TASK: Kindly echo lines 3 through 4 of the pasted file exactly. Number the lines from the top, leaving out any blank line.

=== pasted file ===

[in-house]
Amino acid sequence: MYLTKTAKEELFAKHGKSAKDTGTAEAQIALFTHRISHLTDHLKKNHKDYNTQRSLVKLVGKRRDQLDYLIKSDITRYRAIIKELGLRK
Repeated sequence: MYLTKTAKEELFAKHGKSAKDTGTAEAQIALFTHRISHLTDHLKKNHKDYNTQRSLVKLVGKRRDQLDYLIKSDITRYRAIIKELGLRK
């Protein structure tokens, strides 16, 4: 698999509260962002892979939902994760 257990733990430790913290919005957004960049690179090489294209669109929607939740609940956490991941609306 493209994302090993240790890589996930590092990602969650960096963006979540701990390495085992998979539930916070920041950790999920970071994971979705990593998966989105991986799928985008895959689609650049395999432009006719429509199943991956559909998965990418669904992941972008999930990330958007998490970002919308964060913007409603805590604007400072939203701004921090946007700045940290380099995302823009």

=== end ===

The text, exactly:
Repeated sequence: MYLTKTAKEELFAKHGKSAKDTGTAEAQIALFTHRISHLTDHLKKNHKDYNTQRSLVKLVGKRRDQLDYLIKSDITRYRAIIKELGLRK
């Protein structure tokens, strides 16, 4: 698999509260962002892979939902994760 257990733990430790913290919005957004960049690179090489294209669109929607939740609940956490991941609306 493209994302090993240790890589996930590092990602969650960096963006979540701990390495085992998979539930916070920041950790999920970071994971979705990593998966989105991986799928985008895959689609650049395999432009006719429509199943991956559909998965990418669904992941972008999930990330958007998490970002919308964060913007409603805590604007400072939203701004921090946007700045940290380099995302823009």